Call it what you want, digital identity, footprints, or shadows, they are all very important in this day and age. This fact was reinforced during my trip to Australia last week.
As is the norm now, we checked up on our hosts and they on us before we met in person.
Of the team of four from NIE, I do not think I would be tooting my horn if I guessed that my online presence was the most obvious. This blog and my tweet stream were probably the gateways to other digital artefacts of mine. Collectively, they left so large a digital impression on some of our hosts that we spent a disproportionate amount of time talking about e-learning and ICT.
Building up one’s social and reputational capital online is important today. I recall reading an article where a company abandoned resumes altogether and relied on the digital artefacts of prospective employees. It is hard to visit a university where graduating students are not required to maintain an e-portfolio of some sort.
More recently my Twitter PLN surfaced at least two interesting articles debating the merits and pitfalls of social media in schools.
- What Schools are Really Blocking When They Block Social Media
- Trying to Ban Facebook is Not the Answer
The short story: School administrators and parents might be worried about social media as a distraction, but banning the use of the tools takes away teaching moments and does not prepare kids for their present and future.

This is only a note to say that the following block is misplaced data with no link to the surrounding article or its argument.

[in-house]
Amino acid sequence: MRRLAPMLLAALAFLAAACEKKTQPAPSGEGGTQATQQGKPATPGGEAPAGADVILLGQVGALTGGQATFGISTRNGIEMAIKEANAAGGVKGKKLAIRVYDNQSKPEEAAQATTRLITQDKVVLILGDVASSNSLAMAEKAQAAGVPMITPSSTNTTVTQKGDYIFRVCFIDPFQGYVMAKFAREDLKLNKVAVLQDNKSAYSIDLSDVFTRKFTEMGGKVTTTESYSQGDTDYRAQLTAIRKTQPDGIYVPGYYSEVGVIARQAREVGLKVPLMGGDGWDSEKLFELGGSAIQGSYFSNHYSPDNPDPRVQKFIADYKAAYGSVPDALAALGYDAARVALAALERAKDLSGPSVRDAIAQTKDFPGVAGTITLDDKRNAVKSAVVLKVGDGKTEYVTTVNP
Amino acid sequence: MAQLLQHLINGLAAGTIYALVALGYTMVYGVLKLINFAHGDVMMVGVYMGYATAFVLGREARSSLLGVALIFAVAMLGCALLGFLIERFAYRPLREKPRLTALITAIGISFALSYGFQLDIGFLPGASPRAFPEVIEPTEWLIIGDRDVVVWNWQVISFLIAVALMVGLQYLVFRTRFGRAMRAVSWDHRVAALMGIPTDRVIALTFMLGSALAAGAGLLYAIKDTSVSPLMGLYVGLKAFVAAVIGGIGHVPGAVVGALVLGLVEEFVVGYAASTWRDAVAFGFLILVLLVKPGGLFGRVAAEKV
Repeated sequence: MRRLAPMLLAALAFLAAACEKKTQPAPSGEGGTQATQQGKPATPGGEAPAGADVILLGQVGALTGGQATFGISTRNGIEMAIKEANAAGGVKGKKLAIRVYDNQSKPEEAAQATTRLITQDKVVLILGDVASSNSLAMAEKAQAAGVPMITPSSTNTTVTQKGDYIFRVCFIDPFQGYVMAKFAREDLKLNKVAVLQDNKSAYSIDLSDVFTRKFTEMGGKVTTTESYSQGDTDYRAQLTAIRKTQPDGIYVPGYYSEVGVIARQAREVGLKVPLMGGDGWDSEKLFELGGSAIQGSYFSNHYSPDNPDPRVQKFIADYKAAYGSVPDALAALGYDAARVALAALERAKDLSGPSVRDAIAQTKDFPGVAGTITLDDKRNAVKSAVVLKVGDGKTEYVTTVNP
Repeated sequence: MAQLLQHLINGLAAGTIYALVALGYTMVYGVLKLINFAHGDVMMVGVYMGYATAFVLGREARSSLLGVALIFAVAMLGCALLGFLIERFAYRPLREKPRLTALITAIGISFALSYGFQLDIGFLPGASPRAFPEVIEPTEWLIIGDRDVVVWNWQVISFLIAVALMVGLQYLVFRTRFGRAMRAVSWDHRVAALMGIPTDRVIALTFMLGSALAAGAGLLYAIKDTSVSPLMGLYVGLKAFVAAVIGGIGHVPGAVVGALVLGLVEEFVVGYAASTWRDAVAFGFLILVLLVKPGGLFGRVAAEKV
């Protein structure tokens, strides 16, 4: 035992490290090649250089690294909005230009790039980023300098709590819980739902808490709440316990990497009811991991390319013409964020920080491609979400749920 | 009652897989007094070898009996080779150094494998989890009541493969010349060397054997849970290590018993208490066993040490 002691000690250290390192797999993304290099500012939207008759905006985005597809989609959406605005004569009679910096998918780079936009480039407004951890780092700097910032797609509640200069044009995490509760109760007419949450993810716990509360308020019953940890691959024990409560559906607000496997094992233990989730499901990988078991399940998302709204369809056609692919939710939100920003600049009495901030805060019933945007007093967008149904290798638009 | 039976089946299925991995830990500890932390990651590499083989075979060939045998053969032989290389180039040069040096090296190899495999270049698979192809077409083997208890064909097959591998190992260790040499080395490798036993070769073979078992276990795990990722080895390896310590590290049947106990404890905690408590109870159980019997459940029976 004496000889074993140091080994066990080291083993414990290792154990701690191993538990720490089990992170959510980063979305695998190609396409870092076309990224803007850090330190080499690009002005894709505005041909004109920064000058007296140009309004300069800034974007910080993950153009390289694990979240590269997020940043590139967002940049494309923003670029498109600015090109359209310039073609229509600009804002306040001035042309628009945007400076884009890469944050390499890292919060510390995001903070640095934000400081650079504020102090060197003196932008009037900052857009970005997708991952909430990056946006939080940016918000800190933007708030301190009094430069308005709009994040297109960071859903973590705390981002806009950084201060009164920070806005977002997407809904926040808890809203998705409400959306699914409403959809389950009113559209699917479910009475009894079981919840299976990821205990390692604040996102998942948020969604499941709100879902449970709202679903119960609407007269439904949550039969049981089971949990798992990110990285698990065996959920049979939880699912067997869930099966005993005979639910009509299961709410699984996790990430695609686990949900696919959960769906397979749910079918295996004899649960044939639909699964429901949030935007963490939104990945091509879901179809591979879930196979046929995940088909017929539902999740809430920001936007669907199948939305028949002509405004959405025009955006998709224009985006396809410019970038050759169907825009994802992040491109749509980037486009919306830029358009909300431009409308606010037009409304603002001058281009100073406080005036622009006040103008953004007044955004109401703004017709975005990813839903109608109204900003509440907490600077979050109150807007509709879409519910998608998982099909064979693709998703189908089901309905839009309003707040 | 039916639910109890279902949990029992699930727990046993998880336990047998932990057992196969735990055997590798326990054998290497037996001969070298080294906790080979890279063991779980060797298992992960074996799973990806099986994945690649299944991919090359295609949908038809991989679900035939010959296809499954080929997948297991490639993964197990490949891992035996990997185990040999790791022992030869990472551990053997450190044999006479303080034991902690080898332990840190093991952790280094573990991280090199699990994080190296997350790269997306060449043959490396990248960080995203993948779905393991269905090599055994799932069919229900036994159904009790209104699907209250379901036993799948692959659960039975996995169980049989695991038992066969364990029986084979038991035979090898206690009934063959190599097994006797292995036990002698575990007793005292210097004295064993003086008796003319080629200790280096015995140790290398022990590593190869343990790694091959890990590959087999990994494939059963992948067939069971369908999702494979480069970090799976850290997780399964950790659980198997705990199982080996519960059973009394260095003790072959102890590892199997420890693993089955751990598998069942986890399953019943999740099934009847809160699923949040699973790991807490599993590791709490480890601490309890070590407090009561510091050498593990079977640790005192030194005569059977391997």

If we as adults can already see the value (and some dangers) of the social and reputational capital that stem from our online presence, this will be even more important for our kids. Keeping an e-portfolio is not enough. What kids do in Facebook, Twitter, and YouTube also matters, perhaps even more so.
Kids aside, I sometimes wonder if I will ever see the day where academic staff are appraised largely this way. The traditional appraisal tries to capture this element, but because it is limited to paper, it cannot hyperlink.
Earlier this year, one head asked me if I knew of any staff in NIE who had e-portfolios that she could showcase at her academic group’s retreat. Sadly, I did not, so I shared mine and a few of my staffs’ portfolios (with their permission, of course). That head remarked how we seem to make our student teachers maintain e-portfolios, but do not walk that talk ourselves!
I think it will happen slowly as academic staff start joining in that conversation and take a walk down that inevitable digital path.